Will the robots of the future be made of flesh?


Given recent advances in materials science, an increasing number of engineers believe that the next generation of robots will be crafted from delicate, human-like materials. Already, the materials used in developing robots include several pliable components like soft rubber, silicon, and even cloth. Constructing robots using delicate materials present a new and innovative way of thinking about the classic metallic robots of yesteryear. For now; however, the building of robots still relies heavily on the mechanical standards of hydraulics, pneumatics, and servos.


With new research from the University of Illinois at Urbana-Champaign, we can now get a glimpse into the future of robotics. Having previously powered a robot with the beating heart cells of rats, Professor Rashid Bashir and his team have recently created a series of tiny walking robots powered by strips of skeletal muscle. Using a 3D-printed hydrogel that is flexible enough to bend, but strong enough to maintain its structure, the muscle is attached to two anchors that work like feet when made to contract. While the robots powered with the heart cells were difficult to control, the newer, muscle-based robots were easier to direct by using a targeted electrical pulse.

As shown in the video below, this breakthrough is clearly in its early stages. However, it is easy to see how technology like this could be used to create artificial organs made out of tissue farmed from the patient and combined with the necessary robotics to maintain its functionality.

Let’s consider for a moment the new technology being tested for pace makers. The piezoelectric pacemaker (pictured below) is powered by a nano-generator that creates electric pulses by way of the natural flexing of muscle tissue implanted with a thin flexible piezoelectric membrane. The electricity created with this surgically implanted generator is believed to be capable of charging a pace maker indefinitely.


Then there is Ecobot III (pictured below) from the Bristol Robotics Lab in the UK. This autonomous robot has a synthetic gut that is capable of consuming biomass and breaking it down with its microbial fuel cells. This synthetic gut metabolizes the organic matter into hydrogen atoms. Inside the fuel cells, these atoms journey to an electrode where an electric current is generated. Later, it will excrete the waste product into a special chamber, a process that happens at 24 hour intervals.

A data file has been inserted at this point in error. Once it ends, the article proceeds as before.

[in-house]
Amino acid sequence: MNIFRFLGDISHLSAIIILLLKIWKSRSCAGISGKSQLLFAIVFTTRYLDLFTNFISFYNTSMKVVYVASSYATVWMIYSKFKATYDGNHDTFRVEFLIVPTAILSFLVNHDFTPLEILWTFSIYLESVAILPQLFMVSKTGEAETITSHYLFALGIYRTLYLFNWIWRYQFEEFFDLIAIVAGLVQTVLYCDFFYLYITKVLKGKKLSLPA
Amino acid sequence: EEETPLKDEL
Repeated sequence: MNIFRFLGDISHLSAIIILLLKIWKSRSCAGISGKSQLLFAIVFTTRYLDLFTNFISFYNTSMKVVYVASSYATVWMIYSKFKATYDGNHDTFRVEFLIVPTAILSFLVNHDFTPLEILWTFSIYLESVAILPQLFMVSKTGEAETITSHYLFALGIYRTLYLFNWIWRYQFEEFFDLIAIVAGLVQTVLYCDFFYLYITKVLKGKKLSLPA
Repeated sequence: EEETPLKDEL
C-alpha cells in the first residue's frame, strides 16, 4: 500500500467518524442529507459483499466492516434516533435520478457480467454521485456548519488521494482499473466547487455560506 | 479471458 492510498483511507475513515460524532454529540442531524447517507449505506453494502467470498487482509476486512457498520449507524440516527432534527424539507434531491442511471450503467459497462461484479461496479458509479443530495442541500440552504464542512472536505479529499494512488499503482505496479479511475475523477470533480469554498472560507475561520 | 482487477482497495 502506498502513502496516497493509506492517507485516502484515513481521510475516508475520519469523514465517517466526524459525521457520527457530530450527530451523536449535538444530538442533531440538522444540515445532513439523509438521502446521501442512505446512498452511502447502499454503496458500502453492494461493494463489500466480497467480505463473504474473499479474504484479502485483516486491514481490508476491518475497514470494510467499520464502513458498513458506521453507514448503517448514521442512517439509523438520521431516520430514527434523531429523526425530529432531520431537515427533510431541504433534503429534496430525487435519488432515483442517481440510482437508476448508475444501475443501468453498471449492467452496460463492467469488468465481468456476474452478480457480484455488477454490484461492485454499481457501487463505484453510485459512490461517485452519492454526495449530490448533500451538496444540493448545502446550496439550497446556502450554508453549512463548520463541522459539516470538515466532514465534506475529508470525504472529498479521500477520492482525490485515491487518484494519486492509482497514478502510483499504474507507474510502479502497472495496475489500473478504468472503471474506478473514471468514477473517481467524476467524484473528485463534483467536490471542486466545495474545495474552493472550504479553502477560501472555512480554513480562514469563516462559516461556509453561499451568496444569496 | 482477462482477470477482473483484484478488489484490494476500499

Imagine, a robotic organism composed of live 3D-printed muscle tissue grown from the healthy stem cells of an athletic human and hard wired with a complex system of piezoelectric nano generators. The muscle tissue could potentially fuel the entire organism with enough energy to maintain its very existence. If that is not enough, it could also be built to live on organic sewage, powering its fuel cells with a secondary source of energy.

Computer processors are getting smaller and smaller every few months, requiring less power for each new generation of the technology. Though powering an entire robotic system will be difficult, the power needed to fuel each of the necessary processors continues to decrease as time goes on. Is it possible that we could live to see smart robots made of flesh? Will they be covered in a translucent silicon skin, revealing the flexing purple tissue beneath and the frenzy of electric pulses surging visibly throughout their systems? Or will they look human?

Science has taken several steps toward this new reality. With technologies like these, we will skip far ahead of the law-abiding robots that Isaac Asimov dreamed of and head straight to the technology that Philip K. Dick contemplated when he wrote about his android replicants.


This is a brave new world and there are few if any laws currently in place governing the use of robotics. Although fully functioning robots may seem like a dream of a distant future, in reality the advances being made in robotics is only accelerating. Soon, questions concerning their use must be asked and answered.

Perhaps the cautionary science fiction of Isaac Asimov is a good place to start.

About Author

Poet, web designer, and tech writer, Brad Bailey is co-founder of Tech Gen Mag. Having once been a regular in the Orange County poetry circuit, Brad set his notebooks aside to assist childhood friend, Kristian Markus, with the task of building a web-based tech magazine. Born into the Nintendo generation, Brad is a longtime fan of video games, gadgets, and computers.

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